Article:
Fast-Moving Consumer Goods in Africa 2015 Report
The fast-moving consumer goods (FMCG) sector represents one of the largest industries worldwide. Also labelled the consumer packaged goods (CPG) sector, it is mainly characterised by companies that supply low-cost products that are in constant high demand. Products that are classified under the FMCG banner include food, beverages, personal hygiene and household cleaning utensils. The term “fast-moving” stems from the fact that FMCG products usually have a short shelf life and are non-durable. From a retailing perspective, FMCG is often cited as a low margin – high volume game. Seeing as profit margins are usually rather slim, firms operating in the FMCG sector mostly employ a strategy focused on driving top line sales. Within categories, FMCG products are often near-identical, and for this reason price competition between retailers can be intense. To boost profitability, companies use marketing and other techniques to establish loyalty to the product, which enables them to charge higher prices.
That said, managing input costs also remain vitally important, as small margin gains still have a significant impact on the bottom line due to the large volumes. Another important characteristic of the FMCG sector is that it generally does well in an economic downturn, with consumers rather cutting back on luxury products. Well known FMCG multinationals include Coca-Cola, Unilever, Procter & Gamble and Johnson & Johnson. The FMCG sector in Africa has significant scope to expand. Poverty levels in especially sub-Saharan Africa (SSA) are still quite high, with food and other necessities dominating consumer budgets. For this reason, the food sub-sector of FMCG has a very large market to cater for, while penetration rates in the other categories still have significant room to expand.
In this report, we first explore the size of the FMCG market in Africa in addition to the main drivers of growth in the sector. We subsequently turn our focus to the African consumer and highlight certain traits and spending patterns applicable specifically to the FMCG market. The report also considers key strategies for FMCG retail success in Africa and concludes by identifying FMCG growth spots on the continent.
According to the World Bank’s Global Consumption Database, total household expenditure on FMCG goods reached almost US$240bn in 2010 for a sample of 39 African countries. Household FMCG expenditure was highest in Nigeria (US$41.7bn), followed by Egypt (US$27.6bn), South Africa (US$23bn), Morocco (US$20.1bn) and Ethiopia (US$19.2bn). Other countries with fairly large FMCG markets in an African context include Kenya, DRC, Ghana, Ivory Coast and Tanzania. FMCG retailers generally operate in a low-margin environment. As a result, the existence of a large market is crucial to the success of these companies. Here, a large market refers to a region with a large population with adequate spending power.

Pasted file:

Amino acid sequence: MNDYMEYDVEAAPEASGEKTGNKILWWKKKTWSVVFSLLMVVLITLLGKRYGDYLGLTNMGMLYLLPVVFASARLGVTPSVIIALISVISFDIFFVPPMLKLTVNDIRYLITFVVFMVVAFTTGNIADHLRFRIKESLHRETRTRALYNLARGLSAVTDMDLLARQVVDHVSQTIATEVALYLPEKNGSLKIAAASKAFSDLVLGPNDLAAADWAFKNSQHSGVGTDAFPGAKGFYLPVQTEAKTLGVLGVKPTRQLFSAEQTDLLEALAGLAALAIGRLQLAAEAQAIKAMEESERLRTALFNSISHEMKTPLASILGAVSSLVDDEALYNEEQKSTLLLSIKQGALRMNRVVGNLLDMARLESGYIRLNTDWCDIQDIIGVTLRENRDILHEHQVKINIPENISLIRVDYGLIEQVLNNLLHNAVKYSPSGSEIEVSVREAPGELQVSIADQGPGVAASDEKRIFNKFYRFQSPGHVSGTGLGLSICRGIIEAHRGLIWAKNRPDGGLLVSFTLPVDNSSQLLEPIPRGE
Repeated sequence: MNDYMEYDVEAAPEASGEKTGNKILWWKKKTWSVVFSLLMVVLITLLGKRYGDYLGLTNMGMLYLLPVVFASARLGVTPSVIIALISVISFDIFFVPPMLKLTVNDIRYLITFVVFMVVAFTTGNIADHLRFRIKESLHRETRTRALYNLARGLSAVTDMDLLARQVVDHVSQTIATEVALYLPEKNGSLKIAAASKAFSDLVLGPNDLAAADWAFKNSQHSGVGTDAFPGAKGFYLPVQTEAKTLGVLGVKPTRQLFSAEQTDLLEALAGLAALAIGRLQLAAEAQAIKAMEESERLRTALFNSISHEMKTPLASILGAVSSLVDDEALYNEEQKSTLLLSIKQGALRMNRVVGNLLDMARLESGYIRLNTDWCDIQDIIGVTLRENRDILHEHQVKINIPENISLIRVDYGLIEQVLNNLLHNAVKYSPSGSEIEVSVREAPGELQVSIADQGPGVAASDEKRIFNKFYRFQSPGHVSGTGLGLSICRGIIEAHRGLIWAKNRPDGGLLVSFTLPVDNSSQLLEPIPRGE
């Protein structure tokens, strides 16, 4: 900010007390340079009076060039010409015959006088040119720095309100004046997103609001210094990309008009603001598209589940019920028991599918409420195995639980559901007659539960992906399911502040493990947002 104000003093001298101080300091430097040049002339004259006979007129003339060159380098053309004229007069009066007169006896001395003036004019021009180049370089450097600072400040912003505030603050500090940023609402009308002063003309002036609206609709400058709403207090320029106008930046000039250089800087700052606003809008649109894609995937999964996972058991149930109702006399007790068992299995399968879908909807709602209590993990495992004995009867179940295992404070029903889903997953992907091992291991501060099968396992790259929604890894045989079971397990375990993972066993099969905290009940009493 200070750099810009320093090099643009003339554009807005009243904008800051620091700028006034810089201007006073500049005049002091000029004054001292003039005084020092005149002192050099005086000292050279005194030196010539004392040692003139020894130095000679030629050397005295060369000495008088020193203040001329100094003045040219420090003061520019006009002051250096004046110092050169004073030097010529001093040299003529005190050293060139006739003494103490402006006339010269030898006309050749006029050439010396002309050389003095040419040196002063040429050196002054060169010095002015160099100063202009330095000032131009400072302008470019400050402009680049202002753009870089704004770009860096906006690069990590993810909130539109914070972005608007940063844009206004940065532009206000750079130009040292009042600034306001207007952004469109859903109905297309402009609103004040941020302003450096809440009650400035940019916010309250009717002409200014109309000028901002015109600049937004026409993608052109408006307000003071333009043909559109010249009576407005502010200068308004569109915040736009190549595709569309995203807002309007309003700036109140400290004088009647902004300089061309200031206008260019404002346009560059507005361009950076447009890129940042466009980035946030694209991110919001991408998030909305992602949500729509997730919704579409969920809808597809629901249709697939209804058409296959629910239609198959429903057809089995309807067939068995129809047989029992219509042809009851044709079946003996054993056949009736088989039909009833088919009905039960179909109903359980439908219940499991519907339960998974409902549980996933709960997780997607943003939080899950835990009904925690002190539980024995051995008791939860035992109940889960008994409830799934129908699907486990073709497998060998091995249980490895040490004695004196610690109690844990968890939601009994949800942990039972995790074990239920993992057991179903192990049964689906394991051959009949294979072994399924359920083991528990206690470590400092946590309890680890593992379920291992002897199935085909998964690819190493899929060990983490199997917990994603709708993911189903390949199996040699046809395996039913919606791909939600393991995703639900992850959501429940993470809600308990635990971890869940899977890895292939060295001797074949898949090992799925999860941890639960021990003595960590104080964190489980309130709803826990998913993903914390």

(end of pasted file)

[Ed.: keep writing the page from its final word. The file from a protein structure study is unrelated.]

Fortunately, FMCG products usually enter consumer markets at low price points and as a result, spending power has to be fairly low for the majority of FMCG product categories to be adjudged as being unaffordable. That said, income levels will impact the frequency of household FMCG purchases as well as influence purchasing decisions in relation to the trade-off between cost and quality. The United Nations (UN) Population Division estimates that the African population reached 1.16 billion in 2014. Although significantly smaller than that of Asia, the size of Africa’s population is larger than any other continent. Furthermore, Africa’s population is forecast to expand rapidly over the next 15 years. The UN Population Division forecasts Africa’s population will approach 1.68 billion by 2030, more than 60% higher than the figure recorded 20 years earlier. Populations in other regions around the world are forecast to expand at a much slower pace. This bodes well in relation to the potential future growth of consumer markets in Africa. Furthermore, Africa is expected to benefit from the so-called demographic dividend – an increase in the proportion of the working-age population relative to the total population – over the long term. That said, the continent will only secure the full benefit if high unemployment rates among working-age populations are reduced.
Africa’s economic performance has improved greatly since the turn of the century, leading to notable gains in GDP per capita and lower levels of poverty. These gains are also evident when considering household consumption spending growth. Annual household spending growth in Africa easily exceeded the corresponding global figure for most years during the 2000-13 period. This again bodes well for African retail in general. The recent sharp decline in global crude oil prices should also have a net positive impact on African disposable income levels, which is again an added benefit. That said, companies operating in the FMCG sector should be mindful of changes in consumption patterns.
The above is an excerpt from our Fast-Moving Consumer Goods in Africa 2015 Report. Please feel free to download.